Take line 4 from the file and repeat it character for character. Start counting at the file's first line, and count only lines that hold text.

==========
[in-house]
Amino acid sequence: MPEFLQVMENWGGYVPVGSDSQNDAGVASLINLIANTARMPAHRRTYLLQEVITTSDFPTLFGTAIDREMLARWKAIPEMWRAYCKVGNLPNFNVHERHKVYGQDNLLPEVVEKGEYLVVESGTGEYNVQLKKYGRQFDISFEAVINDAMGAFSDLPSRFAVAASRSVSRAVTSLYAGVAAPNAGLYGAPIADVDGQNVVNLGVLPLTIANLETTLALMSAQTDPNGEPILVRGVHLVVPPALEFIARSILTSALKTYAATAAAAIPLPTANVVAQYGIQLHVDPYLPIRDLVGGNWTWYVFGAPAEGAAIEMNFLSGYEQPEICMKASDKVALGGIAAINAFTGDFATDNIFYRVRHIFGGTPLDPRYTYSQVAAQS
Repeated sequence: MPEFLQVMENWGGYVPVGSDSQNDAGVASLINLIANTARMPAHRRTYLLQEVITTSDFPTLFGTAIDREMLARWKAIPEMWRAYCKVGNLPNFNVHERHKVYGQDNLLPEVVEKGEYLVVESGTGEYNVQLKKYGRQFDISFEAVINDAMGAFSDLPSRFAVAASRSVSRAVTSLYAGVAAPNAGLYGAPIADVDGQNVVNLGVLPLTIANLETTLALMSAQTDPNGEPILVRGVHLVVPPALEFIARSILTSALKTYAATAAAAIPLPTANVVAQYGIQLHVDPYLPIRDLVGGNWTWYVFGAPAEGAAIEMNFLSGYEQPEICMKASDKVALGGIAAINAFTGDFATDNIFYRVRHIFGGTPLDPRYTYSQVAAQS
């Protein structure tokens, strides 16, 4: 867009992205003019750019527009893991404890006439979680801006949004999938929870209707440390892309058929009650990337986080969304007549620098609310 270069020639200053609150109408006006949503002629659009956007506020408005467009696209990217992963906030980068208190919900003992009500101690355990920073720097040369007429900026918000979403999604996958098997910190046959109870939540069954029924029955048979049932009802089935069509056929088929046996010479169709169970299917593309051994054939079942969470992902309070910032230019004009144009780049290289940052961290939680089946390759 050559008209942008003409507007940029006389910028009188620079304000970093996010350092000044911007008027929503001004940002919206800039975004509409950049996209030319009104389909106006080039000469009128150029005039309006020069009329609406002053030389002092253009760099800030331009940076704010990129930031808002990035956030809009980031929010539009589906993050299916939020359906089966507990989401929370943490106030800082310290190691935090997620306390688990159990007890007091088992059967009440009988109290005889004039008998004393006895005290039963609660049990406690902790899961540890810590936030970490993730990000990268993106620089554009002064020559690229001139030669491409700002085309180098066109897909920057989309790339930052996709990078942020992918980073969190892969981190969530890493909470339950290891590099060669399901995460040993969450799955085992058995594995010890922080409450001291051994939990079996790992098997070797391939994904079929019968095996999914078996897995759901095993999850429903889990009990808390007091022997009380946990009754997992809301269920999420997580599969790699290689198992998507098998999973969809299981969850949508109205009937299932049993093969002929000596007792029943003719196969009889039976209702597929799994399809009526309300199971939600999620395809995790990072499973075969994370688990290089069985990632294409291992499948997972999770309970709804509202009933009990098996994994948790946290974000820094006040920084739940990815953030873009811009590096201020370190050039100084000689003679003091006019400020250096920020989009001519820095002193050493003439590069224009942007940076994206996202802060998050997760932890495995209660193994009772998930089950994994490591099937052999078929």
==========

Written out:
């Protein structure tokens, strides 16, 4: 867009992205003019750019527009893991404890006439979680801006949004999938929870209707440390892309058929009650990337986080969304007549620098609310 270069020639200053609150109408006006949503002629659009956007506020408005467009696209990217992963906030980068208190919900003992009500101690355990920073720097040369007429900026918000979403999604996958098997910190046959109870939540069954029924029955048979049932009802089935069509056929088929046996010479169709169970299917593309051994054939079942969470992902309070910032230019004009144009780049290289940052961290939680089946390759 050559008209942008003409507007940029006389910028009188620079304000970093996010350092000044911007008027929503001004940002919206800039975004509409950049996209030319009104389909106006080039000469009128150029005039309006020069009329609406002053030389002092253009760099800030331009940076704010990129930031808002990035956030809009980031929010539009589906993050299916939020359906089966507990989401929370943490106030800082310290190691935090997620306390688990159990007890007091088992059967009440009988109290005889004039008998004393006895005290039963609660049990406690902790899961540890810590936030970490993730990000990268993106620089554009002064020559690229001139030669491409700002085309180098066109897909920057989309790339930052996709990078942020992918980073969190892969981190969530890493909470339950290891590099060669399901995460040993969450799955085992058995594995010890922080409450001291051994939990079996790992098997070797391939994904079929019968095996999914078996897995759901095993999850429903889990009990808390007091022997009380946990009754997992809301269920999420997580599969790699290689198992998507098998999973969809299981969850949508109205009937299932049993093969002929000596007792029943003719196969009889039976209702597929799994399809009526309300199971939600999620395809995790990072499973075969994370688990290089069985990632294409291992499948997972999770309970709804509202009933009990098996994994948790946290974000820094006040920084739940990815953030873009811009590096201020370190050039100084000689003679003091006019400020250096920020989009001519820095002193050493003439590069224009942007940076994206996202802060998050997760932890495995209660193994009772998930089950994994490591099937052999078929």